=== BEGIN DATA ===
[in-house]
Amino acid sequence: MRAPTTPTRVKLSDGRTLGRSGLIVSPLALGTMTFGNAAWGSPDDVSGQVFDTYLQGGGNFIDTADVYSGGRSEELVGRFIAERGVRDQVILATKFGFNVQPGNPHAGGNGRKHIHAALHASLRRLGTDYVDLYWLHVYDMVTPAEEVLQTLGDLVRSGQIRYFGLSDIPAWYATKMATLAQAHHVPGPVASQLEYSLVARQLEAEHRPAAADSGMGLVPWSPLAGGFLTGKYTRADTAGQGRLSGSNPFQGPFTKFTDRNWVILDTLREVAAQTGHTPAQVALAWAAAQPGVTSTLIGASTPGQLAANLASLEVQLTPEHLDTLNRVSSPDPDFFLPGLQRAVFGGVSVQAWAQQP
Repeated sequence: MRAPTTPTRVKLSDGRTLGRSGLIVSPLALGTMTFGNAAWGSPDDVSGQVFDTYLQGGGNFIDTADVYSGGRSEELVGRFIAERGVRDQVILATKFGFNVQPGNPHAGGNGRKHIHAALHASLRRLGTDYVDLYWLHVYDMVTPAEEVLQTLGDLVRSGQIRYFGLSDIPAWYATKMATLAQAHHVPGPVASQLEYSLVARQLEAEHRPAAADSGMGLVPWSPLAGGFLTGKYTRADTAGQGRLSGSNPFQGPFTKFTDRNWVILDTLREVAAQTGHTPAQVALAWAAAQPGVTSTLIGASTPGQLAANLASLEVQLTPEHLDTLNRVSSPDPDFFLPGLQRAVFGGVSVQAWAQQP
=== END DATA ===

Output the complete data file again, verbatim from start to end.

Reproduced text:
[in-house]
Amino acid sequence: MRAPTTPTRVKLSDGRTLGRSGLIVSPLALGTMTFGNAAWGSPDDVSGQVFDTYLQGGGNFIDTADVYSGGRSEELVGRFIAERGVRDQVILATKFGFNVQPGNPHAGGNGRKHIHAALHASLRRLGTDYVDLYWLHVYDMVTPAEEVLQTLGDLVRSGQIRYFGLSDIPAWYATKMATLAQAHHVPGPVASQLEYSLVARQLEAEHRPAAADSGMGLVPWSPLAGGFLTGKYTRADTAGQGRLSGSNPFQGPFTKFTDRNWVILDTLREVAAQTGHTPAQVALAWAAAQPGVTSTLIGASTPGQLAANLASLEVQLTPEHLDTLNRVSSPDPDFFLPGLQRAVFGGVSVQAWAQQP
Repeated sequence: MRAPTTPTRVKLSDGRTLGRSGLIVSPLALGTMTFGNAAWGSPDDVSGQVFDTYLQGGGNFIDTADVYSGGRSEELVGRFIAERGVRDQVILATKFGFNVQPGNPHAGGNGRKHIHAALHASLRRLGTDYVDLYWLHVYDMVTPAEEVLQTLGDLVRSGQIRYFGLSDIPAWYATKMATLAQAHHVPGPVASQLEYSLVARQLEAEHRPAAADSGMGLVPWSPLAGGFLTGKYTRADTAGQGRLSGSNPFQGPFTKFTDRNWVILDTLREVAAQTGHTPAQVALAWAAAQPGVTSTLIGASTPGQLAANLASLEVQLTPEHLDTLNRVSSPDPDFFLPGLQRAVFGGVSVQAWAQQP